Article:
Making only the initial pulse shorter as stated above brings about the following advantages. FIG. 16(1) shows the waveshape of the output during the initial period of operation (the dotted line indicates the instance where there is no delay in the drive signal of the inverter as in the prior art, whereas the solid line represents the instance wherein there is a delay of t1 from the low to high transistion time tx of the initial output b of the oscillator circuit according to the present invention). FIG. 16(2) shows the output waveshape of the rectifier circuit 11 when the delay time is ts. FIG. 16(3) shows the output waveshape of the rectifier circuit 11 when the delay time is t1 as in the present invention. As will be understood from FIG. 16, the conventional system, generates an overshoot Q. However, when the conduction of the inverter is delayed for the initial half cycle as in the present invention, it is possible to eliminate this overshoot Q. The elimination of this overshoot Q is achieved by delaying the built-up of voltage in the resistances of the wires and cables of the transformers 9 and 10 and also by the action of the stray capacitances which are present in these wires and cables. Upon the arrival of the second of the subsequent pulses, the high voltage of the rectifier circuit 11 has not dropped completely to zero due to the action of the aforesaid stray capacitances, and accordingly an abnormally high voltage is not generated in the output of this rectifier circuit. Accordingly, it is possible to obviate the risk of dielectric breakdown of the X-ray tube or the like due to an abnormally high voltage at the time of application of the initial voltage to the X-ray tube, and thus the life of the X-ray tube and so forth can be elongated.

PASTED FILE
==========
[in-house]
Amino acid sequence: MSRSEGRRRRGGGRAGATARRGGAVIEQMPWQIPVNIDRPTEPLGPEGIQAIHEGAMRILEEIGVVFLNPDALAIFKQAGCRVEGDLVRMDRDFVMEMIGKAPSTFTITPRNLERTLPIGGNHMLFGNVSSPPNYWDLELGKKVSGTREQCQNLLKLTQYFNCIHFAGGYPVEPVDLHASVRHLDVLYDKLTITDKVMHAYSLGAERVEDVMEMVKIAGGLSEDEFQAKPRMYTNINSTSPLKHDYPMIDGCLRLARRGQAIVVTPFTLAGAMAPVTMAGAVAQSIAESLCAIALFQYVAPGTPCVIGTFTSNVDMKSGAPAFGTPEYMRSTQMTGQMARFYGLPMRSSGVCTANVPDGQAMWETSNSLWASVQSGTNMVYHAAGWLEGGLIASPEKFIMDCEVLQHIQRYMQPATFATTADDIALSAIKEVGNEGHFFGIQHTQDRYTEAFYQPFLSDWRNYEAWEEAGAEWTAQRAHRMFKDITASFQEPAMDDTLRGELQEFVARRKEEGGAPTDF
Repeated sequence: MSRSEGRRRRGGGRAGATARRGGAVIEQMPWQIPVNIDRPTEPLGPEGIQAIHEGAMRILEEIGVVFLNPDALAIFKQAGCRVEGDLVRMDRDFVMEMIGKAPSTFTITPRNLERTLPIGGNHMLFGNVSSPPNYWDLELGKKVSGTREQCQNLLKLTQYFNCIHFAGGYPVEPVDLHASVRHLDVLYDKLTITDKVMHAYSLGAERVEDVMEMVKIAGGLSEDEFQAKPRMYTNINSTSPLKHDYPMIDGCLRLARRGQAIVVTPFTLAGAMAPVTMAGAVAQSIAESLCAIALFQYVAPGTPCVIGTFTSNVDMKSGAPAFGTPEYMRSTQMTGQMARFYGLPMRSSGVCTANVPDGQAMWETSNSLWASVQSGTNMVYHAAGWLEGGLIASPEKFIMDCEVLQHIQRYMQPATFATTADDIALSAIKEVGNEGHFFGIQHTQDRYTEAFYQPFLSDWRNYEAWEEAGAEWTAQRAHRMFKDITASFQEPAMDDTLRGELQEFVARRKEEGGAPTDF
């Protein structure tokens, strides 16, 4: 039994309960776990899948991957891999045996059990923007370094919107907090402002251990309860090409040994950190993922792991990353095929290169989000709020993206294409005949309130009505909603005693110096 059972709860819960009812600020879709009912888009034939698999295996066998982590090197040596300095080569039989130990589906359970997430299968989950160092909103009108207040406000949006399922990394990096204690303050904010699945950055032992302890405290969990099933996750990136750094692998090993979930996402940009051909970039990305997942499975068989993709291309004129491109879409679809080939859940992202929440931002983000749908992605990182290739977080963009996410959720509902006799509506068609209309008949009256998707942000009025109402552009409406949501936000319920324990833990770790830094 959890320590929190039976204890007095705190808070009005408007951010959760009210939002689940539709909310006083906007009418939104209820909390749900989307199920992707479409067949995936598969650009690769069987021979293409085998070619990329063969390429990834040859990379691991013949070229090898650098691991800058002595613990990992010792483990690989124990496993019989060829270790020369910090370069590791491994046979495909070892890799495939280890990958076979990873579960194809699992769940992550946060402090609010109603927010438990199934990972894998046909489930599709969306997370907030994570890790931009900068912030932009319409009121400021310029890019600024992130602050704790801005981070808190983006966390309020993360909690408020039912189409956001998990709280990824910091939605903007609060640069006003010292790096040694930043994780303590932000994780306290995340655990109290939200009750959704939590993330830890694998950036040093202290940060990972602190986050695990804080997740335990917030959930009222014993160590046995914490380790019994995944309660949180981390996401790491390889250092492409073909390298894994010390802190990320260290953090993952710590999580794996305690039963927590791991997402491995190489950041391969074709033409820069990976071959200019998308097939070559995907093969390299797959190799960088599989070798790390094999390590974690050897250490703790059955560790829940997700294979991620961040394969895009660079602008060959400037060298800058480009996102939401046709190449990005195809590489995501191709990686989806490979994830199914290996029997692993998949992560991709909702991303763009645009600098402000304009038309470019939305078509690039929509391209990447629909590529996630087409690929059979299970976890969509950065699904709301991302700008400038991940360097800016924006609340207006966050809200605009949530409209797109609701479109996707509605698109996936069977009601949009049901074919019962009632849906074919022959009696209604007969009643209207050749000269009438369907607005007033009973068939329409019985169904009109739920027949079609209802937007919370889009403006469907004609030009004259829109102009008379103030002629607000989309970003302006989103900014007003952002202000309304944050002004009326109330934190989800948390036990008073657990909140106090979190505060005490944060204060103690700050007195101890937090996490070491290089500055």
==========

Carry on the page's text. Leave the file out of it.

It should be understood that the time constant of the monostable multivibrator 101 can be varied by the variable resistor 102 so that it is possible to obtain a time constant which matches the type of the apparatus employed. Accordingly, as shown in FIG. 16(3), it is possible to make the maximum wave height of the voltages in the respective cycles uniform.

The transistor 107 maintains the cathodes of the diodes 99a and 99b at a high level only when the thyristor 104 is rendered conductive, the exposure switch 40 is closed and the light-receiving transistor 106 is rendered conductive. In order cases transistor 107 keeps these cathodes at a low lvel, so as to prevent erroneous gate pulses from being generated by the NAND gates 95 and 96, Whereby safety operation is assured.